By now the Five Elements are Tidd, Washington, Rickman, Finlayson and Malik Mezzadri (flute and vocals). With no guitar or keyboards, the sound is much more open, and the slower numbers have a serene meditative quality ("Mist And Counterpoise"). Mezzadri also makes the disc stand from other Five Elements efforts, both with his flute flurries ("Eight Base Probing") and his wordless singing, which often jumps unexpectedly into Philip Bailey's domain ("Call For Transformation")... it sounded shrill and self-indulgent to me at first, but ultimately I heard it as organic and honest. But while Coleman's still trying new instrumental textures, as a composer he's still working with the same bag of tricks, and though the tunes are instantly recognizable as his ("64 Path Bindings"), they're nothing special. The return to "Fire Revisited" doesn't add anything to previous recordings; the only non-Coleman song is Gillespie's "Dizzy Atmosphere," performed not once but twice. (DBW)

Lucidarium (and Five Elements: 2003)
Sort of a sequel to Sonic Language Of Myth, but this time instead of droning strings, there's a group of vocalists imitating droning strings ("Meditations On Cardinal 137"). Coleman's goal was to get away from standard Western tuning, and he got it, all right: much of the disc is a discordant mess ("Kaballah"). Collective improvisation is usually loud and furious, which can have a bracing energy if nothing else; when it's slow and quiet, as here, it's just dreary (title track). Coleman does slip in a couple of his exciting, off-kilter fusion numbers ("Ten Steppin'"), but overall the album is a long, unrewarding slog. A long list of musicians including most of Coleman's regulars, though Dafnis Prieto seems to have replaced Rickman in the drummer's chair. (DBW)

Weaving Symbolics (and Five Elements: 2005)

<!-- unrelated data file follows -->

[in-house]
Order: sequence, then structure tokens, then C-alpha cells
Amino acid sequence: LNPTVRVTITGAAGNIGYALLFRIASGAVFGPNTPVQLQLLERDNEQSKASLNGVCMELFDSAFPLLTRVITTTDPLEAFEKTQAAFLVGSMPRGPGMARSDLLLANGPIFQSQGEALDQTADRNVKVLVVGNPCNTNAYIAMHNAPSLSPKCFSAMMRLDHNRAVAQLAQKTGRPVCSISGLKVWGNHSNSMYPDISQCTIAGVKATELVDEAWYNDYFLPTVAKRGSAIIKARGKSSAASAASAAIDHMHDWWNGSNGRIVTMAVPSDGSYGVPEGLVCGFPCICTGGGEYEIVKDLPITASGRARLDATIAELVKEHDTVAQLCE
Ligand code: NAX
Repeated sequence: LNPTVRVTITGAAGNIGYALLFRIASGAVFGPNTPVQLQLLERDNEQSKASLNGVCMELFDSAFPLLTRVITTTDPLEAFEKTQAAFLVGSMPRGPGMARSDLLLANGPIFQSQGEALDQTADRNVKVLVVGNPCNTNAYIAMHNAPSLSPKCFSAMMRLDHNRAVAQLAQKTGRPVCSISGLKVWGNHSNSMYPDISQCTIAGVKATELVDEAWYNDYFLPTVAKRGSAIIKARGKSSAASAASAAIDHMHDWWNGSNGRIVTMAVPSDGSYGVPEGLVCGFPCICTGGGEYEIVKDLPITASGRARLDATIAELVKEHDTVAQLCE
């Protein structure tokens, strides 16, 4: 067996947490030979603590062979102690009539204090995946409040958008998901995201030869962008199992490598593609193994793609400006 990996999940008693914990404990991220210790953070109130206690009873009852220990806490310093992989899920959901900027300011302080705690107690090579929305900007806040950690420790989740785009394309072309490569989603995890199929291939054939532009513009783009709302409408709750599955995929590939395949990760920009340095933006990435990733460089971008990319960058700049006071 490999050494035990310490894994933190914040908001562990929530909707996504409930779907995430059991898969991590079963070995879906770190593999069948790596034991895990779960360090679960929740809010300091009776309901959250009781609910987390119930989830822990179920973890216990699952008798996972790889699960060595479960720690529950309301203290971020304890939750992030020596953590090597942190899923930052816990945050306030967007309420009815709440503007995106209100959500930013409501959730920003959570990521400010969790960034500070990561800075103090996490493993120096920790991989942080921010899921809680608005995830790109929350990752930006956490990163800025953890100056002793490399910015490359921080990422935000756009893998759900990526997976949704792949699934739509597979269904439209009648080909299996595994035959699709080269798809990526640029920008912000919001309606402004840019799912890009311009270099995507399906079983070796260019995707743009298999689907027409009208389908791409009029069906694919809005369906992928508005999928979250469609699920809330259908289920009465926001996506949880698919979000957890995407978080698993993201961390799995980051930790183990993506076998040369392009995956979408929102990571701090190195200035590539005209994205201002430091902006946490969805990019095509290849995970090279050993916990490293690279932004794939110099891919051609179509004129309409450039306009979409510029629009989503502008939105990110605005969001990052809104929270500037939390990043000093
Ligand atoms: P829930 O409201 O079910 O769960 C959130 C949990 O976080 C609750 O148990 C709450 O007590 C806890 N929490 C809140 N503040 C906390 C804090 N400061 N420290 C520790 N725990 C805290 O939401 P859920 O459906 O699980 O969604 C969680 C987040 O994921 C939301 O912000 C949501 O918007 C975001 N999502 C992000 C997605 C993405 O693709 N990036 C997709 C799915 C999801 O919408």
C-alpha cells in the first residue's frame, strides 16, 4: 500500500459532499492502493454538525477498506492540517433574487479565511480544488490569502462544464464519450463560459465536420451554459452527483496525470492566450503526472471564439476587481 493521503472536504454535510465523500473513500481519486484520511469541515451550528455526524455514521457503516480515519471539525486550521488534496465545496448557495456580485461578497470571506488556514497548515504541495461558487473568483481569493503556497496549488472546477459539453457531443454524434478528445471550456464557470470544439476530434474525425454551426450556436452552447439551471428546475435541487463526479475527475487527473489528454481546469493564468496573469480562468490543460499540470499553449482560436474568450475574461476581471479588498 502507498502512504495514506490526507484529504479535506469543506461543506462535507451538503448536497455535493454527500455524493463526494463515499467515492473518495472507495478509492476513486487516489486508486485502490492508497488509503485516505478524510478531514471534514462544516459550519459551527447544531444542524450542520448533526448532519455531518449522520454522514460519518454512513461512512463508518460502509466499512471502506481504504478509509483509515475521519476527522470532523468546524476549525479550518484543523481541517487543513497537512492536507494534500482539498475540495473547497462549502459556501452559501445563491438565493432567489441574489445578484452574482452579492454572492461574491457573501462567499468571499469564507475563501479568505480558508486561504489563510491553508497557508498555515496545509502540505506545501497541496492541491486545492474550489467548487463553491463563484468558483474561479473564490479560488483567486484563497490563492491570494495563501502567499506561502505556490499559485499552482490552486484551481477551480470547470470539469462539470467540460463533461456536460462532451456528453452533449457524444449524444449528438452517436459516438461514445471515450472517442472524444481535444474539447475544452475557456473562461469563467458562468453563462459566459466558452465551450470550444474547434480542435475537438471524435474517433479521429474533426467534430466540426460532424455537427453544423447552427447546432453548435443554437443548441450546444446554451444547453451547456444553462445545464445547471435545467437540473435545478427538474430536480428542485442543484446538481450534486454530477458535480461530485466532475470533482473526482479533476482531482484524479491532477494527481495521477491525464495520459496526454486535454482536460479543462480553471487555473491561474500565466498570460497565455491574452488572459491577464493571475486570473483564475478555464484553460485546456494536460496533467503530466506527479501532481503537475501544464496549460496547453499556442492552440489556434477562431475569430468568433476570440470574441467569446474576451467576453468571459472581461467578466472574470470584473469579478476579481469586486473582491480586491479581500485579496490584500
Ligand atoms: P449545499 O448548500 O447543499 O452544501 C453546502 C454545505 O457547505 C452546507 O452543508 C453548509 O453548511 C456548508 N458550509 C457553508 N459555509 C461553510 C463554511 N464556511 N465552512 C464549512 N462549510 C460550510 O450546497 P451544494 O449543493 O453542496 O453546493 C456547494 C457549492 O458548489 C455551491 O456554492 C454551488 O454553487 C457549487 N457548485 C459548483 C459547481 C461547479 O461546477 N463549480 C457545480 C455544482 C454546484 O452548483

Another double-CD, recorded partly in the US and partly in Brazil, and it's more schematic than ever ("Tetragrams Astrology I," "Triad Mutations III," and so on). Coleman touches on a huge variety of instrumental textures here: the droning voices are back on "Triad Mutuations II"; vocalist Jen Shyu and Mezzradi battle in the stratosphere on "Li Bai Astrology II"; several pieces feature unaccompanied horns ("Ritual Trio (Air)"). Far-reaching, complex, and varied, but apart from a couple of goodies ("Ritual Septet (Fire)"; "Glyphs In Motion"; the slow, dignified "Unction") it also has nothing that I listen to Coleman - or any music - for: no melodic payoffs, no cathartic vibrance, no emotional reach. On the other hand, if you like 80s King Crimson, which I find similarly geometric and gutless, you may want to check this out. (DBW)

Invisible Paths: First Scattering (2007)
Coleman solo. (DBW)

Harvesting Semblances And Affinities (and Five Elements: 2010)
Coleman moves back in the exciting, polyrhythmic direction of his 90s work ("Attila 02 (Dawning Ritual)") while incorporating the mostly acoustic instrumentation of his more recent albums, including Shyu's voice used much the way an ordinary jazz composer would use a trumpet ("Clouds"). Apart from Finlayson and Shyu, the Elements - Tim Albright (trombone), Thomas Morgan (bass), Tyshawn Sorey (drums) - are new, and Sorey in particular is astounding, bringing a natural feel to the trickiest time signatures ("Vernal Equinox 040320-0149 (Initiation)"). The overall results is esoteric - even arcane - but also richly satisfying: some tracks are dense with collective improvisation while others feature more traditional one-at-a-time solos; some race from start to finish while others incorporate spacey chill-out segments (Per Nørgård's "Flos Ut Rosa Floruit," the only piece Coleman didn't write). (DBW)

The Mancy Of Sound (and Five Elements: 2011)
Nowadays Coleman rarely uses different band names for his projects, but if he did this would fit under Mystic Rhythm Society: impressionistic horn eddies, Latin hand percussion, chants as well as sung vocals, occasional bass the only string instrument. Though it's the same lineup as the previous record, the results are quite different: at times the sound is more schematic than musical ("Formation 2"); at others, artful though still a bit antiseptic ("Water-Oyeku," part of the Odú Ifá Suite). While so much abstract jazz seems disorganized, if anything these compositions are too rigidly ordered ("Noctiluca (Jan 11)" - one of the few tunes with trap drums). Ultimately, this sort of project stands or falls not on its technical merits, but on how it makes you feel: do you sense transcendence, a Cosmic Whole, something beyond description? And the answer, at least for me, is no. (DBW)